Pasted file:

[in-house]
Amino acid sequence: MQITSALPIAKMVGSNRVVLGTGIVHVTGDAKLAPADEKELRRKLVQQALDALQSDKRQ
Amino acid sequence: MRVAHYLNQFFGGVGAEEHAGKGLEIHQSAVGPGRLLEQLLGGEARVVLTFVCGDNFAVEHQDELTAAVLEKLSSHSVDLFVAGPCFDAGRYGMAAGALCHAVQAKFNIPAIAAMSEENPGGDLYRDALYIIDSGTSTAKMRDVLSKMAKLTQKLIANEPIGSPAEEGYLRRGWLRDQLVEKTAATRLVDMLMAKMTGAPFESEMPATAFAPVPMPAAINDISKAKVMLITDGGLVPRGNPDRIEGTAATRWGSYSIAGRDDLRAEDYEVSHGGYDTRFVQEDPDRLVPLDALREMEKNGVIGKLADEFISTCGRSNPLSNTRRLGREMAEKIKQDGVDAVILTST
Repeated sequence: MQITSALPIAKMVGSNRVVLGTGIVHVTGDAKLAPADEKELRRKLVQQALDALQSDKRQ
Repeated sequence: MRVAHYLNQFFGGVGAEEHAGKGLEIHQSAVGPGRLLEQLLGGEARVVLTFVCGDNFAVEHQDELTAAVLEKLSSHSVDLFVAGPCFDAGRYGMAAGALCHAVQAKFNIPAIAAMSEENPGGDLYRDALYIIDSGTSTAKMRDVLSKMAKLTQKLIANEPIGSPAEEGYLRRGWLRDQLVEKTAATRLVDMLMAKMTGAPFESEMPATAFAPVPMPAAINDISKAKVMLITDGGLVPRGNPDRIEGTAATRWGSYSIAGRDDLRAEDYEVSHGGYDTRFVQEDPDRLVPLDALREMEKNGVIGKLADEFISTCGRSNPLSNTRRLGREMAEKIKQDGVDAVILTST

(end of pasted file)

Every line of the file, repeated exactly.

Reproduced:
[in-house]
Amino acid sequence: MQITSALPIAKMVGSNRVVLGTGIVHVTGDAKLAPADEKELRRKLVQQALDALQSDKRQ
Amino acid sequence: MRVAHYLNQFFGGVGAEEHAGKGLEIHQSAVGPGRLLEQLLGGEARVVLTFVCGDNFAVEHQDELTAAVLEKLSSHSVDLFVAGPCFDAGRYGMAAGALCHAVQAKFNIPAIAAMSEENPGGDLYRDALYIIDSGTSTAKMRDVLSKMAKLTQKLIANEPIGSPAEEGYLRRGWLRDQLVEKTAATRLVDMLMAKMTGAPFESEMPATAFAPVPMPAAINDISKAKVMLITDGGLVPRGNPDRIEGTAATRWGSYSIAGRDDLRAEDYEVSHGGYDTRFVQEDPDRLVPLDALREMEKNGVIGKLADEFISTCGRSNPLSNTRRLGREMAEKIKQDGVDAVILTST
Repeated sequence: MQITSALPIAKMVGSNRVVLGTGIVHVTGDAKLAPADEKELRRKLVQQALDALQSDKRQ
Repeated sequence: MRVAHYLNQFFGGVGAEEHAGKGLEIHQSAVGPGRLLEQLLGGEARVVLTFVCGDNFAVEHQDELTAAVLEKLSSHSVDLFVAGPCFDAGRYGMAAGALCHAVQAKFNIPAIAAMSEENPGGDLYRDALYIIDSGTSTAKMRDVLSKMAKLTQKLIANEPIGSPAEEGYLRRGWLRDQLVEKTAATRLVDMLMAKMTGAPFESEMPATAFAPVPMPAAINDISKAKVMLITDGGLVPRGNPDRIEGTAATRWGSYSIAGRDDLRAEDYEVSHGGYDTRFVQEDPDRLVPLDALREMEKNGVIGKLADEFISTCGRSNPLSNTRRLGREMAEKIKQDGVDAVILTST